Common Questions Related To Bad Starter Systems
Q: How much does it cost to install a new starter?
The average price of installing a new starter is between $495-$526. The part itself can cost up to $386 while labor costs are approximately $110-$138 depending on where you have your vehicle serviced.
In front-wheel vehicles with large engines such as Cadillacs, BMWs, and Toyotas with V8 engines, the intake manifold, and other parts have to be removed to access the starter. This can increase the starter replacement costs. A rebuilt starter can cost anywhere between $65-$150.
Q: How do you know if you have a bad starter or if the problem is the alternator?
Whenever you have starting problems, if you have a good battery the culprit is often the alternator or the starter. If you hear a whining sound that gets fuzzy when you step on the gas it’s likely the alternator. On the other hand, if your car doesn’t start but all the lights are on and you hear a click sound when you attempt to crank the engine then the problem is the starter.
Q: Can I get my starter tested?
If your car has been hesitant to start it's a good idea to have the starter tested. You can use jumper cables to test the starter. When you do this you should make sure the car is off and the transmission is in park.
Connect the red or the positive cable to the positive terminal on the battery and the other end of the red cable to the positive terminal on the starter. The starter should start to spin or crank the engine. If it does there is a problem with the connections to the battery or the relay. You can also have the starter tested with the alternator and battery at your local Autozone.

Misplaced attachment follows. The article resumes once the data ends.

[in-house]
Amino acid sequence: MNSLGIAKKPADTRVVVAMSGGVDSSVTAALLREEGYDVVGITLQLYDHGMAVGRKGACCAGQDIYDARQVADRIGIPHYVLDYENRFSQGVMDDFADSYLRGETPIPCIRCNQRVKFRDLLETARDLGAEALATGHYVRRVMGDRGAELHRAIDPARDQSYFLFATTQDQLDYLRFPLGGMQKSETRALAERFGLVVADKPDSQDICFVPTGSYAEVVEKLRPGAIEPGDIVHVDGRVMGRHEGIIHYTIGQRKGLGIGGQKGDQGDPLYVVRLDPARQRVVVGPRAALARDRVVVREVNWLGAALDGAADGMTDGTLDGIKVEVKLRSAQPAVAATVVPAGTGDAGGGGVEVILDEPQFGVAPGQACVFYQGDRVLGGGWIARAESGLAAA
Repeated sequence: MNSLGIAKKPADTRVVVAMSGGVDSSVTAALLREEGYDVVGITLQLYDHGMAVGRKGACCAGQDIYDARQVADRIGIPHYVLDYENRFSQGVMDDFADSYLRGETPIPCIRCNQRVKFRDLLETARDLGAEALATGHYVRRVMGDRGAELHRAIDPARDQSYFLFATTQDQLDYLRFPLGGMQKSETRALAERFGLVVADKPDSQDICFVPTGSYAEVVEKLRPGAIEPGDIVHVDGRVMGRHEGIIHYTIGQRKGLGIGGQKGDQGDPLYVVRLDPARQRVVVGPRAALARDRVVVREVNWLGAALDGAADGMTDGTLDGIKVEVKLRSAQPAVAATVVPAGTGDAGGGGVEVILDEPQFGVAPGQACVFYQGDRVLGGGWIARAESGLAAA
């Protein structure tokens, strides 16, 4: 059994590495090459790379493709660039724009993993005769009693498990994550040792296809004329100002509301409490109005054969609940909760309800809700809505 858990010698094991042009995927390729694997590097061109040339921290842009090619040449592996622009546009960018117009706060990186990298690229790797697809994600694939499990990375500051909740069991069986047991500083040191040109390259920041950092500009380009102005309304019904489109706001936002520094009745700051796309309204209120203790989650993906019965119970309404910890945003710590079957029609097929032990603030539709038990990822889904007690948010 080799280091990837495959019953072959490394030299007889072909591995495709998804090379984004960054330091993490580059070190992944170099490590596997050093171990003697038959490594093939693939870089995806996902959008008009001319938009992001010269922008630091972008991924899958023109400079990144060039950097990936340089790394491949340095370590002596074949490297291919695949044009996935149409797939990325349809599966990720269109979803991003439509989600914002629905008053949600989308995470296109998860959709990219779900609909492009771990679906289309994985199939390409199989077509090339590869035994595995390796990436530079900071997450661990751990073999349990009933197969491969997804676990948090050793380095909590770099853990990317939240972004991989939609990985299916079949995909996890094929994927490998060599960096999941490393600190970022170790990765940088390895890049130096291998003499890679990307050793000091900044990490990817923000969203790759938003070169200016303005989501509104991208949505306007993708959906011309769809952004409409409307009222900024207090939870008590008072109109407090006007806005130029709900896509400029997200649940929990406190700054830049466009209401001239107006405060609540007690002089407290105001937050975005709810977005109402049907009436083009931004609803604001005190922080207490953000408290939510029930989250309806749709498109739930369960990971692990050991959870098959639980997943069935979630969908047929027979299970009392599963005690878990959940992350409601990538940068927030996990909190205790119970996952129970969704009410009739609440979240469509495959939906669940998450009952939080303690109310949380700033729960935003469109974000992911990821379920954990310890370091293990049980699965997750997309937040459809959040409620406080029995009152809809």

Q: Is a starter replacement DIY friendly?
The ease of replacing a starter can vary depending on the car. Installing a new starter on cars with mounted engines is a bit more complex since several components will have to be removed to even access the starter. However, on cars where the starter is located within proximity of the battery, if you have some mechanical knowledge you should be able to easily replace the starter yourself.
Here at Cash Car Buyers, we purchase cars in all kinds of conditions. If you have a car with a bad starter and you’re not interested in pouring any more of your money into repairs it makes sense to sell the vehicle to Cash Car Buyers. Contact us today and speak with one of our agents to see how much cash we can offer you for your old vehicle.